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Will Mt Kenya vote for Ruto or Mudavadi?

Patrick Mwangi @PeopleDailyKe

The recent announcement by Jubilee Party vice-chairman  David Murathe that Deputy President William Ruto should retire with President Uhuru Kenyatta in 2022 and that Mt Kenya region owes nobody a political debt has stirred up the hornet’s nest.

No other pronouncements on the same matter, some of which have been even more inflammatory, have managed to raise the same level of indignation. A probable reason could be that Murathe is not just another politician — he is the President’s confidante and longtime associate.

Murathe asked the people of the Western region to “give” Mt Kenya region “somebody we can work with”.

This, being said in the presence of ANC leader Musalia Mudavadi, was taken as an indicator that Murathe was tacitly indicating Mt Kenya region’s preferred candidate for the presidency come 2022.

Kibaki allies

This is not the first time Mudavadi is being fronted by Mt Kenya region elite. In 2013, he was the preferred successor of President Mwai Kibaki’s close associates, a plot that collapsed spectacularly.

If Mudavadi becomes the candidate of the Mt Kenya elite, he will come up against the election juggernaut that is being assembled by Ruto, the self-proclaimed “hustler.”  What the people of Mt Kenya will then be asked to do is to weigh the two candidatures and decide which of them carries more weight.

Consequently, a look at the political balance sheets of the two aspiring presidents, in terms of where they stood in support of the presidential candidate fronted by the Mt Kenya region in the last two elections would provide a good platform on which each will be assessed.

Joint ticket

Let’s take a look at Mudavadi’s balance sheet. In 2013, Uhuru, Mudavadi and Ruto were discussing the possibility of a joint ticket.  It had gone to the point where Uhuru was said to have ceded the candidature to Mudavadi, then backed by Mt Kenya elite.

However, the two were to fall out, and Mudavadi decided to abandon Uhuru and form his own coalition — the Amani coalition, which was buttressed by his party the UDF.

He proceeded to run against Uhuru in 2013 and lost, polling a measly 400,000 odd votes against the winner’s six million plus. Clearly, that political account went into deficit.

Come 2017, Mudavadi joined forces with a perennial presidential contestant, Raila Odinga, to face off with Uhuru in the August 2017 election. Indeed, Mudavadi was Raila’s chief campaigner. This was after Uhuru had expended considerable political capital in wooing Mudavadi over the course of the intervening five years to no avail.

Kenyans will recall the declaration by Mudavadi that Raila had been elected president, yet the vote counting was still in progress after the August 8, 2017, election. Indeed, he went ahead to demand that the Independent Boundaries and Electoral Commission (IEBC) declare Raila president.  Of course, Raila was eventually beaten by Uhuru.

Mudavadi stuck with Raila’s decision to boycott the poll called after the Supreme Court nullified Uhuru’s August 8 win, a decision that raised political temperatures in Kenya to boiling point, and sparked chaos in opposition strongholds that resulted in the deaths of several of their supporters.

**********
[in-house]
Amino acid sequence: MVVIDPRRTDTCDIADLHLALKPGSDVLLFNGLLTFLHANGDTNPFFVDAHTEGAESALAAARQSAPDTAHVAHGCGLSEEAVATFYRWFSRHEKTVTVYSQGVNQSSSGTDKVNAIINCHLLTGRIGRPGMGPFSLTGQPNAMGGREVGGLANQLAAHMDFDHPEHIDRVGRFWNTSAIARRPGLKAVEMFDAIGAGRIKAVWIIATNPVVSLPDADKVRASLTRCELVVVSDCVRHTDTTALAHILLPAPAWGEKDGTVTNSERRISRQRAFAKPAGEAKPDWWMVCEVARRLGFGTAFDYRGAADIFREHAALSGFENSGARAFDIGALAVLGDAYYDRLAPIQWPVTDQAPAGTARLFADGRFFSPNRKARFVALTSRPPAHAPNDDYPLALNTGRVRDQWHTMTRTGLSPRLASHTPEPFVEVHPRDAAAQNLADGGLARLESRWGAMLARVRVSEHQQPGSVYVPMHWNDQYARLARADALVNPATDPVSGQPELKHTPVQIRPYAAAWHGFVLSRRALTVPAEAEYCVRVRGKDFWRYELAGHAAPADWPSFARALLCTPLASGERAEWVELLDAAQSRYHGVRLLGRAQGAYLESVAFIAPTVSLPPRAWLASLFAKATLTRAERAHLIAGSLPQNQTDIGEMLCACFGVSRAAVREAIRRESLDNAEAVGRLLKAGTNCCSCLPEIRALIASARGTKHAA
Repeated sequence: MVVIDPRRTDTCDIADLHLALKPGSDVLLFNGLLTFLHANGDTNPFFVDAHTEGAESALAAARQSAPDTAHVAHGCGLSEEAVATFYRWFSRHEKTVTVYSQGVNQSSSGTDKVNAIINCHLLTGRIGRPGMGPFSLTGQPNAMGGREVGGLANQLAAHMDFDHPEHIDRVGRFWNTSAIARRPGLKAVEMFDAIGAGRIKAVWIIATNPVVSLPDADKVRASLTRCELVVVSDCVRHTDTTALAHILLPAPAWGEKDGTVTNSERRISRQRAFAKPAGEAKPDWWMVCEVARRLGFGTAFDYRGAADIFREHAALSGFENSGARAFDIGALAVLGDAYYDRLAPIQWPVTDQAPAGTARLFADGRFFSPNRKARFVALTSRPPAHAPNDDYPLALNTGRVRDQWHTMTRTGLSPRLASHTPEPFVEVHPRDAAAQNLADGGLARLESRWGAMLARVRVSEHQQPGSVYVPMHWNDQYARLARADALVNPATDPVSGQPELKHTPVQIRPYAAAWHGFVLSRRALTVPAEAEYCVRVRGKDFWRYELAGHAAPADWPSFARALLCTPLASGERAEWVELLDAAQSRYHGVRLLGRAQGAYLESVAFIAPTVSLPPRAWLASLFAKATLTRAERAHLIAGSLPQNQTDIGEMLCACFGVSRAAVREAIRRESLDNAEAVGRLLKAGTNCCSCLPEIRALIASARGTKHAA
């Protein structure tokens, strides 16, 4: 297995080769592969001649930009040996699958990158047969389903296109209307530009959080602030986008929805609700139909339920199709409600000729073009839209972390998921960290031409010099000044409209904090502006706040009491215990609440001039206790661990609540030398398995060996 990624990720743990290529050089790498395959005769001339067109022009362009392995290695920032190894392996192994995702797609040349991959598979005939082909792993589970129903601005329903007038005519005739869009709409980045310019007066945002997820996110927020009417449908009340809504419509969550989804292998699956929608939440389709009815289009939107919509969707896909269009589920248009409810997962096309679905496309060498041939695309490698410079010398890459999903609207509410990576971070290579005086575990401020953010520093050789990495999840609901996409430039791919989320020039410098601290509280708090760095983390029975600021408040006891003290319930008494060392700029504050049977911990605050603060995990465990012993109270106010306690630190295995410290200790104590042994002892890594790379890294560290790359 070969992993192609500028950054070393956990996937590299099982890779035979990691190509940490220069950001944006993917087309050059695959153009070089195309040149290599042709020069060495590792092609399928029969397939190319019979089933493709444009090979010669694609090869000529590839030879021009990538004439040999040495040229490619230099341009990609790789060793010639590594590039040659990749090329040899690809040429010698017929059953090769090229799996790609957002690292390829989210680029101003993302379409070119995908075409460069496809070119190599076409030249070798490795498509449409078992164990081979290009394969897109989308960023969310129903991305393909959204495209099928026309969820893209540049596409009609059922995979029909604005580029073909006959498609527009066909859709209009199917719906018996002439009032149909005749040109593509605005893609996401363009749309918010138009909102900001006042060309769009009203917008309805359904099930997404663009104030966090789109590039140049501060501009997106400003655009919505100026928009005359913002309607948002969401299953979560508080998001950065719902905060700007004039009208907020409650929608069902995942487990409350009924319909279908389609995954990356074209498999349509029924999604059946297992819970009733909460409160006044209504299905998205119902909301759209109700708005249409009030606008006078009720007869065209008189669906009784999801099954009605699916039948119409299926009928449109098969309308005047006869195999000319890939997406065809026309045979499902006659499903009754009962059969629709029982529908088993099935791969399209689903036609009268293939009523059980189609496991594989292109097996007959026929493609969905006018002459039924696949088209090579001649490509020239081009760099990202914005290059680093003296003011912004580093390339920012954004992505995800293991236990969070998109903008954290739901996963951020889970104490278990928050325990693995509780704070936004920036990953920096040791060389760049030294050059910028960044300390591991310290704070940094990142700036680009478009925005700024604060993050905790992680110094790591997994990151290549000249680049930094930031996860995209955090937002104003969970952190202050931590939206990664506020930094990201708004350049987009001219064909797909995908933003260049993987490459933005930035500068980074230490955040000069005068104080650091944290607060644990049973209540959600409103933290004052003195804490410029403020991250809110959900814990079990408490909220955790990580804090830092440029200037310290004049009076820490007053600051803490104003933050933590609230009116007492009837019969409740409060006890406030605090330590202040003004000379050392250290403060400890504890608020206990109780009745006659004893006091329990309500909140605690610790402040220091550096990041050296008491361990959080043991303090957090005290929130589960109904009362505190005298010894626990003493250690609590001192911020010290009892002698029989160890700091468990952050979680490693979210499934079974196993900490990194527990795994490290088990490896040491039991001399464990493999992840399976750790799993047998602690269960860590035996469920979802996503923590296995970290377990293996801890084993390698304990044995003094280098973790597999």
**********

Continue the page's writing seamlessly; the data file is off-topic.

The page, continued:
Uhuru again triumphed in the repeat election and was declared president and subsequently sworn in. By this time, Mudavadi’s political account in Mt Kenya was completely broke. Further, Mudavadi has yet to demonstrate his capacity to mobilise the entire Luhya nation into one voting bloc that he can bring to the table. There, he also starts with a serious deficit.

ICC indictment

Turning to Ruto, he and Uhuru joined hands to contest the 2013 election as president and deputy president following their indictment, and that of their associates, by the International Criminal Court (ICC).

ANC Party leader Musalia Mudavadi (right) with Jubilee vice chair David Murathe at the Maragoli Cultural Festival in Mbale, Vihiga County, on December 26. Photo/FILE

In that election, Ruto would mobilise the entire Kalenjin community to vote for Uhuru who went ahead to whitewash Raila by polling 6.1 million votes to the latter’s 5.3 million, taking him past the threshold needed for a run-off.

The same scenario played itself out in 2017, where Ruto once again successfully mobilised the Kalenjin vote. This enabled Uhuru to post 8.2 million votes, swamping Raila’s 6.7 million and avoiding a run-off.  That can only be said to have been a huge deposit in Ruto’s political account in the Mt Kenya region.

This poll was annulled by the Supreme Court, citing massive irregularities. A repeat poll was ordered, but the opposition, sensing defeat, decided to boycott. Uhuru contested the repeat poll and won with 7.4 million votes. Again, Ruto was in the middle of drumming up the numbers.  Another huge deposit.

After this performance, he has eradicated all doubts about his capacity to mobilise the Kalenjin vote and sway it to his political direction. That is a cheque waiting to be cashed.

As the clock ticks towards 2022, the political balance sheet will become a critical dynamic as Mudavadi and Ruto seek to sway voters in the Mt Kenya region. So which account will have funds, and which account will be overdrawn? You be the judge.

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